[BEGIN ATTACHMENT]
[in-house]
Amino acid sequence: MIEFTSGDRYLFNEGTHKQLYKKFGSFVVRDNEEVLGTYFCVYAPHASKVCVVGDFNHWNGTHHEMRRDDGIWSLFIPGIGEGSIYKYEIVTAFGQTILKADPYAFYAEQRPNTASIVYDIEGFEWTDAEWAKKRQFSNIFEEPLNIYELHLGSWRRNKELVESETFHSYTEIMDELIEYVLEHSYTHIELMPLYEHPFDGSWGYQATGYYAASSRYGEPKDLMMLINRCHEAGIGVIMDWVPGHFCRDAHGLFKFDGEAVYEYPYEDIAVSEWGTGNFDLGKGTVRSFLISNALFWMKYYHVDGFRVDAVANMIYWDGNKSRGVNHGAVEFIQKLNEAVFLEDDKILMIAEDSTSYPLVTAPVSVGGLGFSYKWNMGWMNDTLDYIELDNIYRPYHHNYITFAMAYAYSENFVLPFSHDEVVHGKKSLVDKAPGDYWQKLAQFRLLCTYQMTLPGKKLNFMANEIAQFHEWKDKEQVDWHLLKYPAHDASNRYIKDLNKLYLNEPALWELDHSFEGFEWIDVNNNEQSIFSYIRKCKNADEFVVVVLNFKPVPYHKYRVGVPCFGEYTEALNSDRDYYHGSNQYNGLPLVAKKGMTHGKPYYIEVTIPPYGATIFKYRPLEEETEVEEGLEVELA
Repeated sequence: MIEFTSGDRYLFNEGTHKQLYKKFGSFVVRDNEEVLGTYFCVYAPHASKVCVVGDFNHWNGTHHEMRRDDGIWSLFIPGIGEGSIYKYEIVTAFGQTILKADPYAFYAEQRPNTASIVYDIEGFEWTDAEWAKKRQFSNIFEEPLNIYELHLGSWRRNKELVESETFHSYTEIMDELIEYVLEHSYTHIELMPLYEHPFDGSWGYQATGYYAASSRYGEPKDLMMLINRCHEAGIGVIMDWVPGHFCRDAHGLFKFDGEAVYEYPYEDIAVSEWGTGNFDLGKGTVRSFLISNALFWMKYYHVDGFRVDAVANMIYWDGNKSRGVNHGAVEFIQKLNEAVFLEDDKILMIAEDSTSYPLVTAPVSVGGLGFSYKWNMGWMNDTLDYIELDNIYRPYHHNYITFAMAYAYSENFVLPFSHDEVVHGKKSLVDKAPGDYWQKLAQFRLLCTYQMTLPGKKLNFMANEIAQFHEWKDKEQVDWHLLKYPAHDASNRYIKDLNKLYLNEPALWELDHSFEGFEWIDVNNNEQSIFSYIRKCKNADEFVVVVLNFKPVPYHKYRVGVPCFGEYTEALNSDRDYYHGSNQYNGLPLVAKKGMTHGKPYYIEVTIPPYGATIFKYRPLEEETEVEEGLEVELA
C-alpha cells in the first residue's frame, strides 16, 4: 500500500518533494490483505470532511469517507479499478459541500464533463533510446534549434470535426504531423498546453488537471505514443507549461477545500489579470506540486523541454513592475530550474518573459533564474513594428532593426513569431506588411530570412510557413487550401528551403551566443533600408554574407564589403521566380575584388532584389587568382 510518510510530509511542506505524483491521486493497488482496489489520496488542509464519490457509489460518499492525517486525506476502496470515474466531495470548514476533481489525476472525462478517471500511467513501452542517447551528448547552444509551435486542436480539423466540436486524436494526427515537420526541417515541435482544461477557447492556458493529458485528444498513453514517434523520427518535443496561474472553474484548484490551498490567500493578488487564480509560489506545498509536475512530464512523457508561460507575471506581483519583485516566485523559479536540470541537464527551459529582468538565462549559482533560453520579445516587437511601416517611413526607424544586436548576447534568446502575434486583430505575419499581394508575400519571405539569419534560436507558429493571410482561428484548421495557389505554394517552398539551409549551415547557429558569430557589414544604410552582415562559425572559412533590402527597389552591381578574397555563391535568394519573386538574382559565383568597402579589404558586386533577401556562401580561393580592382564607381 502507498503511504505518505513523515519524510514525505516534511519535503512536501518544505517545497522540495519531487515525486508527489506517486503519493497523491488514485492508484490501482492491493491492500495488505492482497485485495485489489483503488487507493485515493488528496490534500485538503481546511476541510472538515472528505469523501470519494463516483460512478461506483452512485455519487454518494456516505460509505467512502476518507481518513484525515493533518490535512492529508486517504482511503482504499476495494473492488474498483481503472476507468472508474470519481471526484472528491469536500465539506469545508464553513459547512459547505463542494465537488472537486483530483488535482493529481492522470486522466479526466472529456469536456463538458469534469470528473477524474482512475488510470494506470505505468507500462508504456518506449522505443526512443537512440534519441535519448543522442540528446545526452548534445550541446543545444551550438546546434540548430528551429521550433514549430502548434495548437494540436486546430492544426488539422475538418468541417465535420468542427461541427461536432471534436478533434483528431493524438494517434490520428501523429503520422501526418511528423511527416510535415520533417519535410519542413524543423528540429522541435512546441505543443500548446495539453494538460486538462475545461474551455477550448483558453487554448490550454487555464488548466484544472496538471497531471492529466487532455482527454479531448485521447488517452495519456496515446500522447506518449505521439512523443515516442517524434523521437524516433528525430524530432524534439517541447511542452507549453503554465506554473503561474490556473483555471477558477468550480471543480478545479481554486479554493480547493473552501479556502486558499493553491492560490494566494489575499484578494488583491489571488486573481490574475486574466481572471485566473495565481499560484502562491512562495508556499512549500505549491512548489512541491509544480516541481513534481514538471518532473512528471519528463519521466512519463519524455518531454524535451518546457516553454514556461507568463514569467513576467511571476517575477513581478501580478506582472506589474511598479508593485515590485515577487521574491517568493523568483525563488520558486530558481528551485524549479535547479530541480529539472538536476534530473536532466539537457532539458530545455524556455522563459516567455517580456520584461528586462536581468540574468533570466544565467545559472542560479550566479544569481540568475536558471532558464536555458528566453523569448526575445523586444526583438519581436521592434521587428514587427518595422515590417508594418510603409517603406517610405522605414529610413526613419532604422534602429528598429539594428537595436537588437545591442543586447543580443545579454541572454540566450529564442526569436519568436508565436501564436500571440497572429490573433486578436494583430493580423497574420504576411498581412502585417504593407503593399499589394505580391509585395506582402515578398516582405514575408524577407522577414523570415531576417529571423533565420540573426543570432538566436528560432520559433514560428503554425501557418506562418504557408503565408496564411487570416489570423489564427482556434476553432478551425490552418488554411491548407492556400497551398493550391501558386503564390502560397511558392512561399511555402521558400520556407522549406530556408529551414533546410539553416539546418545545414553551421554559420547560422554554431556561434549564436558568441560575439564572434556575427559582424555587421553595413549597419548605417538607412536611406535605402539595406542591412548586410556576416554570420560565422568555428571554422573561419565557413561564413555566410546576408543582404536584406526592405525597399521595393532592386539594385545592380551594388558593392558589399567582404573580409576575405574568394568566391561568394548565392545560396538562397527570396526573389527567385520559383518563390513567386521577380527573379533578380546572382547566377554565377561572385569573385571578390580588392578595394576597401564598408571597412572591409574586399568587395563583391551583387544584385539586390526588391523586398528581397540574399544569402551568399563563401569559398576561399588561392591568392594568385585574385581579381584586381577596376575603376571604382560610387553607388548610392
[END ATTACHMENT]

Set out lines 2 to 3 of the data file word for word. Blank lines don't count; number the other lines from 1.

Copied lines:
Amino acid sequence: MIEFTSGDRYLFNEGTHKQLYKKFGSFVVRDNEEVLGTYFCVYAPHASKVCVVGDFNHWNGTHHEMRRDDGIWSLFIPGIGEGSIYKYEIVTAFGQTILKADPYAFYAEQRPNTASIVYDIEGFEWTDAEWAKKRQFSNIFEEPLNIYELHLGSWRRNKELVESETFHSYTEIMDELIEYVLEHSYTHIELMPLYEHPFDGSWGYQATGYYAASSRYGEPKDLMMLINRCHEAGIGVIMDWVPGHFCRDAHGLFKFDGEAVYEYPYEDIAVSEWGTGNFDLGKGTVRSFLISNALFWMKYYHVDGFRVDAVANMIYWDGNKSRGVNHGAVEFIQKLNEAVFLEDDKILMIAEDSTSYPLVTAPVSVGGLGFSYKWNMGWMNDTLDYIELDNIYRPYHHNYITFAMAYAYSENFVLPFSHDEVVHGKKSLVDKAPGDYWQKLAQFRLLCTYQMTLPGKKLNFMANEIAQFHEWKDKEQVDWHLLKYPAHDASNRYIKDLNKLYLNEPALWELDHSFEGFEWIDVNNNEQSIFSYIRKCKNADEFVVVVLNFKPVPYHKYRVGVPCFGEYTEALNSDRDYYHGSNQYNGLPLVAKKGMTHGKPYYIEVTIPPYGATIFKYRPLEEETEVEEGLEVELA
Repeated sequence: MIEFTSGDRYLFNEGTHKQLYKKFGSFVVRDNEEVLGTYFCVYAPHASKVCVVGDFNHWNGTHHEMRRDDGIWSLFIPGIGEGSIYKYEIVTAFGQTILKADPYAFYAEQRPNTASIVYDIEGFEWTDAEWAKKRQFSNIFEEPLNIYELHLGSWRRNKELVESETFHSYTEIMDELIEYVLEHSYTHIELMPLYEHPFDGSWGYQATGYYAASSRYGEPKDLMMLINRCHEAGIGVIMDWVPGHFCRDAHGLFKFDGEAVYEYPYEDIAVSEWGTGNFDLGKGTVRSFLISNALFWMKYYHVDGFRVDAVANMIYWDGNKSRGVNHGAVEFIQKLNEAVFLEDDKILMIAEDSTSYPLVTAPVSVGGLGFSYKWNMGWMNDTLDYIELDNIYRPYHHNYITFAMAYAYSENFVLPFSHDEVVHGKKSLVDKAPGDYWQKLAQFRLLCTYQMTLPGKKLNFMANEIAQFHEWKDKEQVDWHLLKYPAHDASNRYIKDLNKLYLNEPALWELDHSFEGFEWIDVNNNEQSIFSYIRKCKNADEFVVVVLNFKPVPYHKYRVGVPCFGEYTEALNSDRDYYHGSNQYNGLPLVAKKGMTHGKPYYIEVTIPPYGATIFKYRPLEEETEVEEGLEVELA